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Memphis, TN, United States

Srinivasan A.,St Jude Childrens Research Hospital | Srinivasan A.,University of Tennessee Health Science Center | Wang W.C.,University of Tennessee Health Science Center | Wang W.C.,St Jude Childrens Research Hospital | And 8 more authors.
Pediatric Blood and Cancer | Year: 2014

Background: Human rhinovirus (HRV), human coronavirus (hCoV), human bocavirus (hBoV), and human metapneumovirus (hMPV) infections in children with sickle cell disease have not been well studied. Procedure: Nasopharyngeal wash specimens were prospectively collected from 60 children with sickle cell disease and acute respiratory illness, over a 1-year period. Samples were tested with multiplexed-PCR, using an automated system for nine respiratory viruses, Chlamydophila pneumoniae, Mycoplasma pneumoniae, and Bordetella pertussis. Clinical characteristics and distribution of respiratory viruses in patients with and without acute chest syndrome (ACS) were evaluated. Results: A respiratory virus was detected in 47 (78%) patients. Nine (15%) patients had ACS; a respiratory virus was detected in all of them. The demographic characteristics of patients with and without ACS were similar. HRV was the most common virus, detected in 29 of 47 (62%) patients. Logistic regression showed no association between ACS and detection of HRV, hCoV, hBoV, hMPV, and other respiratory pathogens. Co-infection with at least one additional respiratory virus was seen in 14 (30%) infected patients, and was not significantly higher in patients with ACS (P=0.10). Co-infections with more than two respiratory viruses were seen in seven patients, all in patients without ACS. Bacterial pathogens were not detected. Conclusion: HRV was the most common virus detected in children with sickle cell disease and acute respiratory illness, and was not associated with increased morbidity. Larger prospective studies with asymptomatic controls are needed to study the association of these emerging respiratory viruses with ACS in children with sickle cell disease. © 2013 Wiley Periodicals, Inc. Source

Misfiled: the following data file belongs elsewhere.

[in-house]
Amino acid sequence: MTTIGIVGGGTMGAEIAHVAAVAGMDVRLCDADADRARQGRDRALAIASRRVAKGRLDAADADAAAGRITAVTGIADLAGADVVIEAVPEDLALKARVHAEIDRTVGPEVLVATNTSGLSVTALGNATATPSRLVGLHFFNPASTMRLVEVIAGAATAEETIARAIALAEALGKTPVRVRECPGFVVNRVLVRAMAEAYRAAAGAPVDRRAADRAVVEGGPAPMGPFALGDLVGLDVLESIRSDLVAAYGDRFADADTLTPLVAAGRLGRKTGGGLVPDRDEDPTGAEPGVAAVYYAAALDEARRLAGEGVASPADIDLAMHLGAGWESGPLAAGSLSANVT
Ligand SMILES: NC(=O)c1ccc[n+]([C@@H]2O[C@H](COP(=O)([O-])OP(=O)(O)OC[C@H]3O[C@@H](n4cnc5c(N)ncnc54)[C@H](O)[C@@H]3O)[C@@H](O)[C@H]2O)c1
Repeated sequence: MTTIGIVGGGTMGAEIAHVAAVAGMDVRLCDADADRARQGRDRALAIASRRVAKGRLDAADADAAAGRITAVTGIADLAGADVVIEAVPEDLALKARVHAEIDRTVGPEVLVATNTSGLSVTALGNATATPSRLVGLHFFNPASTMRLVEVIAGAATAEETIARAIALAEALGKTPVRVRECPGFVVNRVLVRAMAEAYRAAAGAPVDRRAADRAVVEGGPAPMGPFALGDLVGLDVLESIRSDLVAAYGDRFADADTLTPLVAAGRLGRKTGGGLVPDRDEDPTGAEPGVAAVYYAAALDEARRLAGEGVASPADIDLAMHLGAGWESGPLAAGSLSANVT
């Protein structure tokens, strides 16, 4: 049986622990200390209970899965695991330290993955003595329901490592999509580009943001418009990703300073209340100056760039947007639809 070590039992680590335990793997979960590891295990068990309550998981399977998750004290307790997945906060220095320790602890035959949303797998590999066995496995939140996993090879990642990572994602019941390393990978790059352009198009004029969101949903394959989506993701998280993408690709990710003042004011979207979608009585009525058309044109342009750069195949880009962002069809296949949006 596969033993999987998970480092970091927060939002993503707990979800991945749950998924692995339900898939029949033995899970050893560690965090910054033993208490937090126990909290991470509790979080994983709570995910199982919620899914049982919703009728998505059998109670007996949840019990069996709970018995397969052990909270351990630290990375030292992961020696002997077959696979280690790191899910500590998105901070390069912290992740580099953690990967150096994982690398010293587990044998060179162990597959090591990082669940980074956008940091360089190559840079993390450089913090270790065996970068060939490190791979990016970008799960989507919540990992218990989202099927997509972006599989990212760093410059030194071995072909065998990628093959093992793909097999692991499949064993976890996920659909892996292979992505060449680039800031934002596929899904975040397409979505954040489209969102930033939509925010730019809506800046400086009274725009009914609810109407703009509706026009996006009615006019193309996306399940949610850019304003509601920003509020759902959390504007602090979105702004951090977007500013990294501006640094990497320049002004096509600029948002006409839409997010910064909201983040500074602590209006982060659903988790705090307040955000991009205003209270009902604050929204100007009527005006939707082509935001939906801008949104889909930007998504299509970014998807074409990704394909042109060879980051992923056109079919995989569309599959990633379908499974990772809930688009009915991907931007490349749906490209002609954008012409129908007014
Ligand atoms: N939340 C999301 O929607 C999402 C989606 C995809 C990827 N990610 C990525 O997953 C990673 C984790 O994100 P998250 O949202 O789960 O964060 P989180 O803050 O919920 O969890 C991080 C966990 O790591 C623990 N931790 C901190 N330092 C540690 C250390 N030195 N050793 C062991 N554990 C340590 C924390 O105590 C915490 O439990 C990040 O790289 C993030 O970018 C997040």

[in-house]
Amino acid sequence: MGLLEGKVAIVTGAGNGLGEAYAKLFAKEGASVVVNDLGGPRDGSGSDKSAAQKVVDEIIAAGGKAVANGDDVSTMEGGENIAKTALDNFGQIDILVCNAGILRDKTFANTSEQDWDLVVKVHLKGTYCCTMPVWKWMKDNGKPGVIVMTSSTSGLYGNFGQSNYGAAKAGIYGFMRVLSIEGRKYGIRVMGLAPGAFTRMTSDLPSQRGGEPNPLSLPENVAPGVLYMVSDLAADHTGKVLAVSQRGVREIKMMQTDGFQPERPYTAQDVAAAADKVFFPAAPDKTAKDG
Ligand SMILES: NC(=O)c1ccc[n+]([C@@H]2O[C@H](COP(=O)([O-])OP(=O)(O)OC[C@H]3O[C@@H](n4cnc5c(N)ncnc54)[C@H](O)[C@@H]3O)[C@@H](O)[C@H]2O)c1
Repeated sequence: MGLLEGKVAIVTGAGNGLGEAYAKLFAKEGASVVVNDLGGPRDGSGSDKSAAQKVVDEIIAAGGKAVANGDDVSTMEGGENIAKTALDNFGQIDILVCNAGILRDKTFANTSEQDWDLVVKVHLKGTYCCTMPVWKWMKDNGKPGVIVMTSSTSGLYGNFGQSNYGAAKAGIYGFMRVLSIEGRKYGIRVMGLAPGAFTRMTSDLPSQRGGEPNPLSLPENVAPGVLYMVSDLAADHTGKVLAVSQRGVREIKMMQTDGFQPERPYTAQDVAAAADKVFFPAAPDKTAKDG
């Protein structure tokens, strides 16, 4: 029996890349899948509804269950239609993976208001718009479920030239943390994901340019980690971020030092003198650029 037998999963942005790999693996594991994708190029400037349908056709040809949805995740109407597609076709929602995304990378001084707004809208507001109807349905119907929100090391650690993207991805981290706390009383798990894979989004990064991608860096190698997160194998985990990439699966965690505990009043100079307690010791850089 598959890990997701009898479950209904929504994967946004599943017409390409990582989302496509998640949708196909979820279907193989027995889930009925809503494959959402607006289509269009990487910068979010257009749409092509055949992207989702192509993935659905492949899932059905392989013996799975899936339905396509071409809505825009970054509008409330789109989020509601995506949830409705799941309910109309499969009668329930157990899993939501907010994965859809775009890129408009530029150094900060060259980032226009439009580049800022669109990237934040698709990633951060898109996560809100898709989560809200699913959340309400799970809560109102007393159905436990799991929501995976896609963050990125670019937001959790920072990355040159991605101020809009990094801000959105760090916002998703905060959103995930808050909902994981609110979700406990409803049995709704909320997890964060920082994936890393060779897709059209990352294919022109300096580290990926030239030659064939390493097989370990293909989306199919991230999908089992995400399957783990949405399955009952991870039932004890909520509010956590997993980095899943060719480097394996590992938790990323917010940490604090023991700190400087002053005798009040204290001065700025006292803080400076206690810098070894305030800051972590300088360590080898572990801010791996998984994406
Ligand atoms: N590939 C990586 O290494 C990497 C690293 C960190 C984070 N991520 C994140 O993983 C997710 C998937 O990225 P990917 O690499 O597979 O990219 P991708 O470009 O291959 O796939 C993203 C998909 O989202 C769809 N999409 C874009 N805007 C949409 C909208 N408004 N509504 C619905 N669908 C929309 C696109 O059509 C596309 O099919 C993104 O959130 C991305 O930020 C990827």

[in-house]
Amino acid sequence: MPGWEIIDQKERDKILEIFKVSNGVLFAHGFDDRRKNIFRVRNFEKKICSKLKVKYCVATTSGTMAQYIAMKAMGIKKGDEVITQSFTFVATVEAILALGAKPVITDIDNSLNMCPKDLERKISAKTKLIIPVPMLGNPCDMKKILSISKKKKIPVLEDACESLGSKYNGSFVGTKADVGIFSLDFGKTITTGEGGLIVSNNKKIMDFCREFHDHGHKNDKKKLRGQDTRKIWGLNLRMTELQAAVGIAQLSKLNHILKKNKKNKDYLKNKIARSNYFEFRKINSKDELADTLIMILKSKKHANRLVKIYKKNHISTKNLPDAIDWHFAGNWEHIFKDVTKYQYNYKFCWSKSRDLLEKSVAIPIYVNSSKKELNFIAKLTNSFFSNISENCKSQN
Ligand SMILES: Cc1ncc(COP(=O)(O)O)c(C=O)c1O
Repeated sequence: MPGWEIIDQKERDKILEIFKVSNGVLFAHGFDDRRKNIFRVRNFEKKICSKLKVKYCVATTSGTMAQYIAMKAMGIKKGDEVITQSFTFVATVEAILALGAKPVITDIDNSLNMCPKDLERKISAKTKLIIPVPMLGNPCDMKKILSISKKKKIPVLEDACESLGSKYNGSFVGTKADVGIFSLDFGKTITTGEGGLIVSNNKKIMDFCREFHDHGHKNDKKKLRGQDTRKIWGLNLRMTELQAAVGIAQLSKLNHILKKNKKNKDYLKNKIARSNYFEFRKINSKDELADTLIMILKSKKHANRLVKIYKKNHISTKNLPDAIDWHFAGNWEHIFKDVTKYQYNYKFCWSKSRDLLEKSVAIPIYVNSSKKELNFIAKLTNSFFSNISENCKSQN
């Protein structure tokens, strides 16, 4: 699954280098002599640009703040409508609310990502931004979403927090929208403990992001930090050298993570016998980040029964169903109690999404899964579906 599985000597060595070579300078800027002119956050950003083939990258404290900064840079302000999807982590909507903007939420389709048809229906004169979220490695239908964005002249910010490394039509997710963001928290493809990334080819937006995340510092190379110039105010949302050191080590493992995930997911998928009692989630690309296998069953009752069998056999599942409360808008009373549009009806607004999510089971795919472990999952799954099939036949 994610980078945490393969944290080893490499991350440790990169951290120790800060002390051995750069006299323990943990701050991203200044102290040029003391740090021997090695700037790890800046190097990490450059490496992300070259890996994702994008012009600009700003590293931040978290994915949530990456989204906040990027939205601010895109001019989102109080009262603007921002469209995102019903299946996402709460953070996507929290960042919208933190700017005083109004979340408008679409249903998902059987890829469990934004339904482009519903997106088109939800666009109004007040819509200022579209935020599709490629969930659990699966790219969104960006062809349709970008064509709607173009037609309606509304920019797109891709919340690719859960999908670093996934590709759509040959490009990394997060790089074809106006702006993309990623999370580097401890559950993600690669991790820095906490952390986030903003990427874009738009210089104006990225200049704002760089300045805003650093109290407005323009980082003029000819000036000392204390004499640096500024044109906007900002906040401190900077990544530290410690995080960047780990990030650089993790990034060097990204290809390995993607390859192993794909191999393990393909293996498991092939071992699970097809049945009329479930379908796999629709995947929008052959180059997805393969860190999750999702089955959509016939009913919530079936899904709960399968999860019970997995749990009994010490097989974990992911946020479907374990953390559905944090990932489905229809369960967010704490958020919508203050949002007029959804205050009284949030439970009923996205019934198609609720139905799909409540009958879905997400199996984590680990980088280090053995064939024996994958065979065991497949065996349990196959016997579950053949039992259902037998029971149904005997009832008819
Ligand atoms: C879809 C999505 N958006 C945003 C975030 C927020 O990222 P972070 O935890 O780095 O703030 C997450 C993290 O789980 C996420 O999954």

Srinivasan A.,St Jude Childrens Research Hospital | Srinivasan A.,University of Tennessee Health Science Center | Flynn P.,University of Tennessee Health Science Center | Flynn P.,St Jude Childrens Research Hospital | And 8 more authors.
Pediatric Blood and Cancer | Year: 2013

Detection of respiratory viruses by molecular methods, in children without respiratory symptoms undergoing hematopoietic cell transplantation (HCT), has not been well described. A prospective study of 33 asymptomatic children detected respiratory viruses in 8 of 33 (24%) patients before HCT. Human rhinovirus (HRV) was detected in five patients, and human adenovirus (hADV) in three patients. Two additional patients shed HRV, and one shed human coronavirus (hCoV), post-HCT. Two patients had co-infections. Of the 11 asymptomatic patients where respiratory virus was detected, 3 (27%) later developed an upper respiratory tract infection, from the same virus. © 2012 Wiley Periodicals, Inc. Source

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